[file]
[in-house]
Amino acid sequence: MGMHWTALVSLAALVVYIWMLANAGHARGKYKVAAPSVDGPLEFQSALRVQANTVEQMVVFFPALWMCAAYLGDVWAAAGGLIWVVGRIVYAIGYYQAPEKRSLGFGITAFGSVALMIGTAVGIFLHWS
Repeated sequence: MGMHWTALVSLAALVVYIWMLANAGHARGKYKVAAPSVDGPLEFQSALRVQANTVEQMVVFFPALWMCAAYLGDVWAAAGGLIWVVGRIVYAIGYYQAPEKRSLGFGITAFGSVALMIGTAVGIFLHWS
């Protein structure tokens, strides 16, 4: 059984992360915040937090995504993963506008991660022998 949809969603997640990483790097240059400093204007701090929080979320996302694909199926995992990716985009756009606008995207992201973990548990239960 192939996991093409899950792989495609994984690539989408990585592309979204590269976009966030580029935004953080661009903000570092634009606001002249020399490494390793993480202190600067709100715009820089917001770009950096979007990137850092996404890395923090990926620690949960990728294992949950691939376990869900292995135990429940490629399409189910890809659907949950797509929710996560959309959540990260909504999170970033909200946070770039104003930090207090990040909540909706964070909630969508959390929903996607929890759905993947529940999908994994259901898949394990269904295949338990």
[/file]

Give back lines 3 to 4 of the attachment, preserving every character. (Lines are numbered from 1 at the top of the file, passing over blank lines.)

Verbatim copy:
Repeated sequence: MGMHWTALVSLAALVVYIWMLANAGHARGKYKVAAPSVDGPLEFQSALRVQANTVEQMVVFFPALWMCAAYLGDVWAAAGGLIWVVGRIVYAIGYYQAPEKRSLGFGITAFGSVALMIGTAVGIFLHWS
């Protein structure tokens, strides 16, 4: 059984992360915040937090995504993963506008991660022998 949809969603997640990483790097240059400093204007701090929080979320996302694909199926995992990716985009756009606008995207992201973990548990239960 192939996991093409899950792989495609994984690539989408990585592309979204590269976009966030580029935004953080661009903000570092634009606001002249020399490494390793993480202190600067709100715009820089917001770009950096979007990137850092996404890395923090990926620690949960990728294992949950691939376990869900292995135990429940490629399409189910890809659907949950797509929710996560959309959540990260909504999170970033909200946070770039104003930090207090990040909540909706964070909630969508959390929903996607929890759905993947529940999908994994259901898949394990269904295949338990």